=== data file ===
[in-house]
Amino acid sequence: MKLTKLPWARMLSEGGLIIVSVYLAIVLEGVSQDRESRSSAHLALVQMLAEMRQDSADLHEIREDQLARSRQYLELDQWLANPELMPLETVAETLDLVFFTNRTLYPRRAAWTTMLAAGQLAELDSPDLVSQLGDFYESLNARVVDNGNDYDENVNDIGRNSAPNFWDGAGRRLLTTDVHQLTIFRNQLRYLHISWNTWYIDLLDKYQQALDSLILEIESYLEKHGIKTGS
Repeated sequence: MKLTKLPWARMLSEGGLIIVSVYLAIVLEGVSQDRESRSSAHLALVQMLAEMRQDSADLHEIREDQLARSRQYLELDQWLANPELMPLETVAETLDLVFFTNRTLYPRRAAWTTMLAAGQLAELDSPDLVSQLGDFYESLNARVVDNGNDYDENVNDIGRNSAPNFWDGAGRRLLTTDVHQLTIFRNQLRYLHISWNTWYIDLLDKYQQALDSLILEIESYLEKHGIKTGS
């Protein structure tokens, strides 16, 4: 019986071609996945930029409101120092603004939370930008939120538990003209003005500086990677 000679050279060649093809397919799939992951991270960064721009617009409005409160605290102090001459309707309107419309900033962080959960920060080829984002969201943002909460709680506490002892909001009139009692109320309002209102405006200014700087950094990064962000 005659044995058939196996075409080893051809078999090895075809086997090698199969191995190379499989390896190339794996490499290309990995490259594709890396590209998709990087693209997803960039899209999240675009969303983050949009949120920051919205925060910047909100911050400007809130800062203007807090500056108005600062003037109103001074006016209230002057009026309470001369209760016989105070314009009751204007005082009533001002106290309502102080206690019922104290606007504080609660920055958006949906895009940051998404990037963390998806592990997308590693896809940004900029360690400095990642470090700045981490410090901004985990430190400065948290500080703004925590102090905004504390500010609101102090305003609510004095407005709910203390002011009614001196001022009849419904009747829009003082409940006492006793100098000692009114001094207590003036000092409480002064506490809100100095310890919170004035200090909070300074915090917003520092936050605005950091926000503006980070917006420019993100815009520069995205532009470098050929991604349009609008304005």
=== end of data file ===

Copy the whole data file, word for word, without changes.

[in-house]
Amino acid sequence: MKLTKLPWARMLSEGGLIIVSVYLAIVLEGVSQDRESRSSAHLALVQMLAEMRQDSADLHEIREDQLARSRQYLELDQWLANPELMPLETVAETLDLVFFTNRTLYPRRAAWTTMLAAGQLAELDSPDLVSQLGDFYESLNARVVDNGNDYDENVNDIGRNSAPNFWDGAGRRLLTTDVHQLTIFRNQLRYLHISWNTWYIDLLDKYQQALDSLILEIESYLEKHGIKTGS
Repeated sequence: MKLTKLPWARMLSEGGLIIVSVYLAIVLEGVSQDRESRSSAHLALVQMLAEMRQDSADLHEIREDQLARSRQYLELDQWLANPELMPLETVAETLDLVFFTNRTLYPRRAAWTTMLAAGQLAELDSPDLVSQLGDFYESLNARVVDNGNDYDENVNDIGRNSAPNFWDGAGRRLLTTDVHQLTIFRNQLRYLHISWNTWYIDLLDKYQQALDSLILEIESYLEKHGIKTGS
């Protein structure tokens, strides 16, 4: 019986071609996945930029409101120092603004939370930008939120538990003209003005500086990677 000679050279060649093809397919799939992951991270960064721009617009409005409160605290102090001459309707309107419309900033962080959960920060080829984002969201943002909460709680506490002892909001009139009692109320309002209102405006200014700087950094990064962000 005659044995058939196996075409080893051809078999090895075809086997090698199969191995190379499989390896190339794996490499290309990995490259594709890396590209998709990087693209997803960039899209999240675009969303983050949009949120920051919205925060910047909100911050400007809130800062203007807090500056108005600062003037109103001074006016209230002057009026309470001369209760016989105070314009009751204007005082009533001002106290309502102080206690019922104290606007504080609660920055958006949906895009940051998404990037963390998806592990997308590693896809940004900029360690400095990642470090700045981490410090901004985990430190400065948290500080703004925590102090905004504390500010609101102090305003609510004095407005709910203390002011009614001196001022009849419904009747829009003082409940006492006793100098000692009114001094207590003036000092409480002064506490809100100095310890919170004035200090909070300074915090917003520092936050605005950091926000503006980070917006420019993100815009520069995205532009470098050929991604349009609008304005």